Team Rahal owner and driver Bobby Rahal comes to the Texaco Grand Prix of Houston this weekend for the first and last time as a driver. Rahal, who has three races remaining in his 25-year driving career before turning his full attention to team...
Team Rahal owner and driver Bobby Rahal comes to the Texaco Grand Prix of Houston this weekend for the first and last time as a driver. Rahal, who has three races remaining in his 25-year driving career before turning his full attention to team ownership and his directorship in the CART organization, is glad the series has arrived in the Lone Star state. "Texas is a market we've coveted for a long time," he said. "We are fortunate to have a lot of loyal fans in this area of the country, and it will be nice to be able to race in front of them before I hang it up. This event is also of keen importance to our sponsors - many of whom have major operations and sizeable customer bases here. I think it's going to be great marriage for the city, the state and the series."
A pattern has emerged in CART recently which has seen drivers earn a second series win soon after their first. Jimmy Vasser (Miami and Australia, 1996), Greg Moore (Milwaukee and Detroit, 1997), Mark Blundell (Portland and Toronto, 1997) and Dario Franchitti (Road America and Vancouver, 1998) have set the trend. "That's a trend we'd certainly like to see continue," said Team Rahal driver Bryan Herta, who took his inaugural series victory two weeks ago at Laguna Seca Raceway. "There's probably a certain amount of confidence from winning that first race that carries over into the next few. It certainly doesn't make it any easier, though."
Bryan Herta had the opportunity to tour the Grand Prix track this summer during a visit to Houston. He also got a first-hand look at what's going in to preparing the downtown for its very first FedEx Championship Series event. "I've been on the streets that will make up the track," Herta said, "but they were obviously still in use when I did. We had to drive in the opposite direction from the one we'll race, so it was hard to develop a mental picture of what exactly it will be like. I must say I was very encouraged by the effort I saw being put into the event. There is a real buzz about the race around the city and an obvious commitment to its success. As (primary sponsor) Shell's hometown, we have added incentive to perform well here. We want to give our very best effort."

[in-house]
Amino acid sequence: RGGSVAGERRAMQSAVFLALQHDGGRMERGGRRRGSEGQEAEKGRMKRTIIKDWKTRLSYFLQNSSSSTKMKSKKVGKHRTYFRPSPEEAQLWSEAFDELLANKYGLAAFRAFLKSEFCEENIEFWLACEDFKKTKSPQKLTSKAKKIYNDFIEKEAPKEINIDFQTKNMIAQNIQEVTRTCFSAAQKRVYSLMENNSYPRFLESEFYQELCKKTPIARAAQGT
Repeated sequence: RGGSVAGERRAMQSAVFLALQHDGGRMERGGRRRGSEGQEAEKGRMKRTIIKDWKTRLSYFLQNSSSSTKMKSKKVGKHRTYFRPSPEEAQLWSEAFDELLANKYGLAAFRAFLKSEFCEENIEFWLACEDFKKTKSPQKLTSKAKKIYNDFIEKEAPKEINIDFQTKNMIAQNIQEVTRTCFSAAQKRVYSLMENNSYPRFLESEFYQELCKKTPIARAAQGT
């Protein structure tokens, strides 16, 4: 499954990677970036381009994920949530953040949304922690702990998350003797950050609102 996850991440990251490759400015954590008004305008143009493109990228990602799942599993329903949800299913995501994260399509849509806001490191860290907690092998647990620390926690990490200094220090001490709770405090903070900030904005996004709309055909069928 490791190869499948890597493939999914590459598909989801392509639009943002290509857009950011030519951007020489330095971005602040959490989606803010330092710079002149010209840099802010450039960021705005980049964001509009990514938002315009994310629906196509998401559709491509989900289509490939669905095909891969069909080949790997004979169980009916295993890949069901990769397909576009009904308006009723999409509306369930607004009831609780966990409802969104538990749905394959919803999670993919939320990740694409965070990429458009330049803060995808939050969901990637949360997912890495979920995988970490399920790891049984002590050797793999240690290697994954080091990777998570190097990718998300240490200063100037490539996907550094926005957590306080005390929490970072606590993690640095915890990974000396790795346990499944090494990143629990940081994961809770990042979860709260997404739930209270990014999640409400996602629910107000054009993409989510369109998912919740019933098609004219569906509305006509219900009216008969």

Qualifying always seems to be among the keys to success on street circuits. If that holds true in Houston, Bryan Herta would be a pretty good bet to perform well. The 28-year-old Herta has qualified in the top five in eight of the last nine CART FedEx Championship Series events, including front-row starts in each of the last three. He sat on the pole for the Long Beach street race earlier this year, one of three poles he's claimed already this season. "There's little arguing the importance of qualifying on tracks like this one," Herta said. "It also happens to be something we've been doing quite well of late. A lot of that has to do with the fact that I think we've got the very best equipment combination right now. It also has to do with the fact that our team has really hit its stride."
As a guest on last week's CART media teleconference, Bryan Herta was informed that Chief Steward Wally Dallenbach had lifted his probation following his win in the Grand Prix of Monterey. "I guess I can really go wild, now," was Herta's tongue-in-cheek response. He is the fourth CART driver to win a race while on probation.
Bobby Rahal has been called an ambassador for racing before. That title was never more well-earned than last week, when Rahal addressed both the Chamber of Commerce in Pittsburgh, Pennsylvania, and the Advertising Federation of Columbus, Ohio, on the business of racing.